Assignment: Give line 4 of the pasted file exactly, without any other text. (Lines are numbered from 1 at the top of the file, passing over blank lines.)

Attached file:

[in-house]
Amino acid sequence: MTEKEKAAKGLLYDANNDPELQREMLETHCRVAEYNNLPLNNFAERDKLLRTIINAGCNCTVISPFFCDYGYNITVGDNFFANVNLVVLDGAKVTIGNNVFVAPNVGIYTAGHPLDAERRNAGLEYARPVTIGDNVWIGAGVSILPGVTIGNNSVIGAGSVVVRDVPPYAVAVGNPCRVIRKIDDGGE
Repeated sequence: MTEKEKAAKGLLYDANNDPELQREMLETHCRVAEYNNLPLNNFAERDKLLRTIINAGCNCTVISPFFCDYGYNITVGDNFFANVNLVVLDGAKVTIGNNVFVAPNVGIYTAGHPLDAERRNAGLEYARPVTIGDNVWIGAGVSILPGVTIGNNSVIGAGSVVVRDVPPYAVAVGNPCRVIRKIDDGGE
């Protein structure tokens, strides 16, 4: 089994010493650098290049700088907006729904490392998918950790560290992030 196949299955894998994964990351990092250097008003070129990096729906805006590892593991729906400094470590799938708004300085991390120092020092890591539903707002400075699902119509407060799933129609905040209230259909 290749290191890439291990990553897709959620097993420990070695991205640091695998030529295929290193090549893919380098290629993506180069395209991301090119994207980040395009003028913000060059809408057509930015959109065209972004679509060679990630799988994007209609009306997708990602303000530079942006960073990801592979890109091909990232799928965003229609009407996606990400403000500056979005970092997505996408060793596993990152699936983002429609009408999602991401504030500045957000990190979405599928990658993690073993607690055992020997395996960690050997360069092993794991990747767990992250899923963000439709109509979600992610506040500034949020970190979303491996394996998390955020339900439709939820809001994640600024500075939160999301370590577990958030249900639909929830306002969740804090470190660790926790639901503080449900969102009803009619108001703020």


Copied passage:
């Protein structure tokens, strides 16, 4: 089994010493650098290049700088907006729904490392998918950790560290992030 196949299955894998994964990351990092250097008003070129990096729906805006590892593991729906400094470590799938708004300085991390120092020092890591539903707002400075699902119509407060799933129609905040209230259909 290749290191890439291990990553897709959620097993420990070695991205640091695998030529295929290193090549893919380098290629993506180069395209991301090119994207980040395009003028913000060059809408057509930015959109065209972004679509060679990630799988994007209609009306997708990602303000530079942006960073990801592979890109091909990232799928965003229609009407996606990400403000500056979005970092997505996408060793596993990152699936983002429609009408999602991401504030500045957000990190979405599928990658993690073993607690055992020997395996960690050997360069092993794991990747767990992250899923963000439709109509979600992610506040500034949020970190979303491996394996998390955020339900439709939820809001994640600024500075939160999301370590577990958030249900639909929830306002969740804090470190660790926790639901503080449900969102009803009619108001703020």